Pellet-free diet

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It is possible to feed a pellet-free diet; however, this requires much research to insure that you feed the necessary wide range of vitamins and minerals for a balanced diet with no deficiencies to guarantee long-term health.

Warnings

A top US exotic vet, Dr. Mark Burgess DVM of Southwest Veterinary Hospital in Beaverton, OR, offers the following opinion:

It doesn't surprise me that the pellet-free craze has hit the rabbit sites as well as those for ferrets, hedgehogs, etc. My honest opinion is that pellet free diets are always more prone to problems... in Europe, where diets have often been veggie-only, it is more commonplace to see nutritional problems such as rickets, problems which have been virtually eliminated in the U.S. due to standardized pellet formulas. Simply put, there is no way for the average owner (or even a nutritionist) to know if a given mix of veggies/hay etc contains enough trace amounts (and the right balance of) calcium, phosphorous, other trace minerals such as copper and zinc, and all the trace vitamins, plus protein, needed for long term health. Only a precisely formulated homemade mix that had been laboratory-analyzed would be entirely reliable, and that is a LOT of work and requires minimal variation from the formula (can't substitute alternate veggies, for instance).

Pellets are far better in formulation in the past 10 years, so high quality timothy pellets are a good diet for adult rabbits; that said, I still recommend timothy or oat hay as the primary dietary item (80% or more), and pellets and leafy greens being smaller components of a balanced diet. It only takes a little pellet to provide guaranteed levels of vitamins and minerals, and this is far safer than trying to add a vitamin/mineral supplement to the diet (don't have to worry about overdosing or underdosing).

Also, if a home made diet is supplemented, you have to use human vitamin supplements, as the animal ones aren't potent enough (animal supplements are made assuming the animal is on a balanced kibble, so vitamins are already provided, and the supplement is very mild so as to not overdose the pet). Problem is, in homemade diets the supplement is asked to carry a heavier load, as it is the primary source of trace nutrients when a kibble is lacking. Thus the need to use human supplements in home made diets, and dosing must be done very carefully. Lots and lots of potential problems with home made veggie diets, and most pet owners don't have a clue as to most of the formulation problems, so they think it sounds great. A non-medically trained person will not evaluate the diet on its true nutritional merits, unfortunately, but more on what 'sounds good.' Pellets may not sound sexy, but well formulated pellets are a good base ingredient in a simple, easily balanced diet.[1]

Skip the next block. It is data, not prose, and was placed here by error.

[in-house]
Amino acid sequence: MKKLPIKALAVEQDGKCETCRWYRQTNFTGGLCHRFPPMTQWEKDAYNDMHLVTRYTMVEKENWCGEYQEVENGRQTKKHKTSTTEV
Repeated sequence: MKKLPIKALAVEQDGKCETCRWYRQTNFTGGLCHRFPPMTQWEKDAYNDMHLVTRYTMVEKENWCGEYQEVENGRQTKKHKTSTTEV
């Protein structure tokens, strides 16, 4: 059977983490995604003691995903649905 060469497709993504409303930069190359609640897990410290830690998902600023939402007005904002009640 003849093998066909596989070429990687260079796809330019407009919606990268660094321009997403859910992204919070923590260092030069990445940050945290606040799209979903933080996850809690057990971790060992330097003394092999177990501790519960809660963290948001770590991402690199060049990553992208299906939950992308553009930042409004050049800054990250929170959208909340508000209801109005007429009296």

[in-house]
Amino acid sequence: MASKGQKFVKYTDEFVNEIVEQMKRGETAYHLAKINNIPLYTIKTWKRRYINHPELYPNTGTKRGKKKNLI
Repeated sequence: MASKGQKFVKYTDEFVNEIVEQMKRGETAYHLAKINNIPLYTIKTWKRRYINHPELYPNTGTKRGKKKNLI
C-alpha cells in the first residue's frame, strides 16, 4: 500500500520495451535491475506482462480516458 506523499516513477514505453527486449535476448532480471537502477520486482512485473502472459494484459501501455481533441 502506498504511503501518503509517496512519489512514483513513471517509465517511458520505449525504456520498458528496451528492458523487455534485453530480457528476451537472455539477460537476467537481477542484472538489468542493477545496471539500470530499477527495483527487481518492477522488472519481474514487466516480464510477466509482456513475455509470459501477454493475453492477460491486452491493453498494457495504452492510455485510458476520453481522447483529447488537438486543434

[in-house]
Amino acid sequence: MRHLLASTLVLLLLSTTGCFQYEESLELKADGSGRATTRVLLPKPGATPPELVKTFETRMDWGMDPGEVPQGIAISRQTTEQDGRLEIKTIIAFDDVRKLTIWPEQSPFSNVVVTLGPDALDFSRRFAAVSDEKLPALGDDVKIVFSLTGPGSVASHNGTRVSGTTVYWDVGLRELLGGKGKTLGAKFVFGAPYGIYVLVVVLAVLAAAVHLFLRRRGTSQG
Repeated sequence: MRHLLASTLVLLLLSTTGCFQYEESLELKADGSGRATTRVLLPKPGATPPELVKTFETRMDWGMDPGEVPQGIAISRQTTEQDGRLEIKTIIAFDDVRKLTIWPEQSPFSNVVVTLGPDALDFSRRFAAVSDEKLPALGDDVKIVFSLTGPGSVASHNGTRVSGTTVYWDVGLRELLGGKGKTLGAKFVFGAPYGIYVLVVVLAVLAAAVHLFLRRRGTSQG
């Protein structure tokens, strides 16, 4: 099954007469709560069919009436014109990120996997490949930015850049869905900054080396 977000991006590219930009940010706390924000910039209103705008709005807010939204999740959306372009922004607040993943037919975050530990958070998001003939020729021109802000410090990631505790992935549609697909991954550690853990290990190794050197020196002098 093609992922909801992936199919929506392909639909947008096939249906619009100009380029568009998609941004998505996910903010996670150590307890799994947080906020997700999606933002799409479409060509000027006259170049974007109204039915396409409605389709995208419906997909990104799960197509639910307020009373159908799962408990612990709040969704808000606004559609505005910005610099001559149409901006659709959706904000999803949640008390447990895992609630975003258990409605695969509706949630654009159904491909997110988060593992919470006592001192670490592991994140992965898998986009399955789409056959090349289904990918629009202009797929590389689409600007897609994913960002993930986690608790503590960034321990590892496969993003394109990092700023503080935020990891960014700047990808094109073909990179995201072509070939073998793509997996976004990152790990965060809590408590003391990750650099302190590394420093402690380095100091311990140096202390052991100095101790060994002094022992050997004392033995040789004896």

... I believe that pellets should nearly always be part of the diet, due to their containing all essential vitamins and minerals; one never sees rickets/calcium deficiency (or other nutrient deficiencies) when pellets are used, which is a strong reason to always include them in the diet. Simply stating that "bunnies don't need pellets to maintain body weight" is irrelevant; in places like Europe where pellets aren't always used, metabolic bone disease and other nutritional problems are seen, which is nearly unheard of in the U.S. due to the commercial rabbit foods. Using a pellet with a guaranteed analysis is the only reliable way for the average pet owner to know that ALL essential nutrients are present in the diet. It isn't as simple as "normal weight = ideal nutrition." These days there are great pellet formulas available, and no good reason to not use them.[2]

Lucille Moore notes,[3]

The claim by some persons that commercial pellets are made for fattening short-lived production rabbits and are unhealthy for longer-lived rabbits is dated and simply untrue. Many commercial pelleted rabbit feeds are specifically created to fulfill the nutritional needs of “companion,” “pet,” or “show” rabbits. Nor is it true that a pellet-based diet will necessarily lead to overweight rabbits—many show rabbits receive a pellet-based diet, and an overweight show rabbit would not receive any awards! In fact, the judge would likely disqualify an overweight rabbit and have it removed from the competition.

While it is theoretically possible to feed a rabbit a nutritionally complete diet without giving any commercial pellets, it is extremely difficult to do so. It has been estimated by some experts that it would take a precise combination of about 14–17 different vegetables fed in specific amounts in addition to grass hay to provide a rabbit a nutritionally complete diet composed of fresh vegetables and hay alone. Not all of us have time and money to find and purchase such vegetables, nor may they be available in all geographical areas. Not to mention that—rabbits being the selective eaters they are—it would be very difficult, if not impossible, to persuade any one rabbit to consume all 14–17 vegetables every day in the precise amounts required for the rabbit to receive all the necessary nutrients! For most of us, limited by time, money, living place, or a combination of the three, compounded pelleted rabbit feeds provide an easy, relatively inexpensive way to ensure our rabbits receive adequate nutrition.

Additional resources

Here are some relevant discussions about going on a pellet-free diet.

See also

References

  1. Dr. Mark Burgess DVM, pers. email comm. to Iris Klimczuk, June 4, 2013.
  2. BinkyBunny.com. (2010). About diet.. RA member's emails to vets about fruits and veggies. Retrieved 16 Dec 2016 from http://www.binkybunny.com/FORUM/tabid/54/aft/109390/Default.aspx
  3. Moore, L. (2017). Rabbit nutrition and nutritional healing. (3rd ed.).